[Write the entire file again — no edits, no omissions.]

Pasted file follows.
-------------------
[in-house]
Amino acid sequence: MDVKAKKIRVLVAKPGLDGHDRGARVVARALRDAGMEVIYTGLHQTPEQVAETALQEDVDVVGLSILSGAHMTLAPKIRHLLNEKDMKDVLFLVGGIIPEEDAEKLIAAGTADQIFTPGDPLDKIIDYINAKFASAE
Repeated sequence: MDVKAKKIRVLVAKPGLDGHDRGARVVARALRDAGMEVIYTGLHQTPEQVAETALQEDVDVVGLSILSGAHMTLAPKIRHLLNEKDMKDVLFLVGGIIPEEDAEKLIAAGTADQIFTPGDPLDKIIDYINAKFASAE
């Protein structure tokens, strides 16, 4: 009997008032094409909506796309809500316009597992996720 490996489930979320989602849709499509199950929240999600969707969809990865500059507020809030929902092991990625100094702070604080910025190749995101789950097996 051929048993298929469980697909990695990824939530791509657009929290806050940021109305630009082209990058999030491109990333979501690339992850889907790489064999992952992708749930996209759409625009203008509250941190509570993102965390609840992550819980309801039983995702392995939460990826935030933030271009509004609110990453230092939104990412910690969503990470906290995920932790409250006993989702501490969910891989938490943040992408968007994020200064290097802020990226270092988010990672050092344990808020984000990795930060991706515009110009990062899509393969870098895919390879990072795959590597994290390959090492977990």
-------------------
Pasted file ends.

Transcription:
[in-house]
Amino acid sequence: MDVKAKKIRVLVAKPGLDGHDRGARVVARALRDAGMEVIYTGLHQTPEQVAETALQEDVDVVGLSILSGAHMTLAPKIRHLLNEKDMKDVLFLVGGIIPEEDAEKLIAAGTADQIFTPGDPLDKIIDYINAKFASAE
Repeated sequence: MDVKAKKIRVLVAKPGLDGHDRGARVVARALRDAGMEVIYTGLHQTPEQVAETALQEDVDVVGLSILSGAHMTLAPKIRHLLNEKDMKDVLFLVGGIIPEEDAEKLIAAGTADQIFTPGDPLDKIIDYINAKFASAE
């Protein structure tokens, strides 16, 4: 009997008032094409909506796309809500316009597992996720 490996489930979320989602849709499509199950929240999600969707969809990865500059507020809030929902092991990625100094702070604080910025190749995101789950097996 051929048993298929469980697909990695990824939530791509657009929290806050940021109305630009082209990058999030491109990333979501690339992850889907790489064999992952992708749930996209759409625009203008509250941190509570993102965390609840992550819980309801039983995702392995939460990826935030933030271009509004609110990453230092939104990412910690969503990470906290995920932790409250006993989702501490969910891989938490943040992408968007994020200064290097802020990226270092988010990672050092344990808020984000990795930060991706515009110009990062899509393969870098895919390879990072795959590597994290390959090492977990």